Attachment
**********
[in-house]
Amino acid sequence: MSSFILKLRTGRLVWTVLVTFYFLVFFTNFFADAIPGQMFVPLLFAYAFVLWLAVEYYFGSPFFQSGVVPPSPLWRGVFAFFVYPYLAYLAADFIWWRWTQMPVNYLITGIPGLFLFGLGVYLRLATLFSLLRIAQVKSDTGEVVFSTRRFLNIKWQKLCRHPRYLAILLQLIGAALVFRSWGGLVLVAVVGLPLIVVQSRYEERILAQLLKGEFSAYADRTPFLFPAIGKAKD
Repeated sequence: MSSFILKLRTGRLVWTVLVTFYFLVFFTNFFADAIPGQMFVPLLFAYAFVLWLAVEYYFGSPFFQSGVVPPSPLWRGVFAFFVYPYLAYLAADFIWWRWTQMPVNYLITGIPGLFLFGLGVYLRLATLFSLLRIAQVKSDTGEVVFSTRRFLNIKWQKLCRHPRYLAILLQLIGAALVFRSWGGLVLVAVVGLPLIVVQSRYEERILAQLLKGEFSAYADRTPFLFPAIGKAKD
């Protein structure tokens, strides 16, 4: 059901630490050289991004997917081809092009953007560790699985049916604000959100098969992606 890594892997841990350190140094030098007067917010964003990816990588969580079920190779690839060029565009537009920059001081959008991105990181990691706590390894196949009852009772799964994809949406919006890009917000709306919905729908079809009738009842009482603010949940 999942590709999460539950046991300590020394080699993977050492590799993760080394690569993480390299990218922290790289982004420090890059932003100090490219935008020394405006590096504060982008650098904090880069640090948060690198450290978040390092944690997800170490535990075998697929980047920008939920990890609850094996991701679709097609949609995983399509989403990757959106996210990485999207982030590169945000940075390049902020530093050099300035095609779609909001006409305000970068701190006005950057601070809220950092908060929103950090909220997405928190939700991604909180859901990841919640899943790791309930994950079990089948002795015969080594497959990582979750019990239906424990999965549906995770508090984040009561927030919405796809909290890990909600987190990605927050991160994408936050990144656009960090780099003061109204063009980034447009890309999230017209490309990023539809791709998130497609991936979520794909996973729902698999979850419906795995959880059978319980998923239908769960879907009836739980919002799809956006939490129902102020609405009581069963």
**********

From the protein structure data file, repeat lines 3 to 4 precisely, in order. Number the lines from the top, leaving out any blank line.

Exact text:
Repeated sequence: MSSFILKLRTGRLVWTVLVTFYFLVFFTNFFADAIPGQMFVPLLFAYAFVLWLAVEYYFGSPFFQSGVVPPSPLWRGVFAFFVYPYLAYLAADFIWWRWTQMPVNYLITGIPGLFLFGLGVYLRLATLFSLLRIAQVKSDTGEVVFSTRRFLNIKWQKLCRHPRYLAILLQLIGAALVFRSWGGLVLVAVVGLPLIVVQSRYEERILAQLLKGEFSAYADRTPFLFPAIGKAKD
């Protein structure tokens, strides 16, 4: 059901630490050289991004997917081809092009953007560790699985049916604000959100098969992606 890594892997841990350190140094030098007067917010964003990816990588969580079920190779690839060029565009537009920059001081959008991105990181990691706590390894196949009852009772799964994809949406919006890009917000709306919905729908079809009738009842009482603010949940 999942590709999460539950046991300590020394080699993977050492590799993760080394690569993480390299990218922290790289982004420090890059932003100090490219935008020394405006590096504060982008650098904090880069640090948060690198450290978040390092944690997800170490535990075998697929980047920008939920990890609850094996991701679709097609949609995983399509989403990757959106996210990485999207982030590169945000940075390049902020530093050099300035095609779609909001006409305000970068701190006005950057601070809220950092908060929103950090909220997405928190939700991604909180859901990841919640899943790791309930994950079990089948002795015969080594497959990582979750019990239906424990999965549906995770508090984040009561927030919405796809909290890990909600987190990605927050991160994408936050990144656009960090780099003061109204063009980034447009890309999230017209490309990023539809791709998130497609991936979520794909996973729902698999979850419906795995959880059978319980998923239908769960879907009836739980919002799809956006939490129902102020609405009581069963």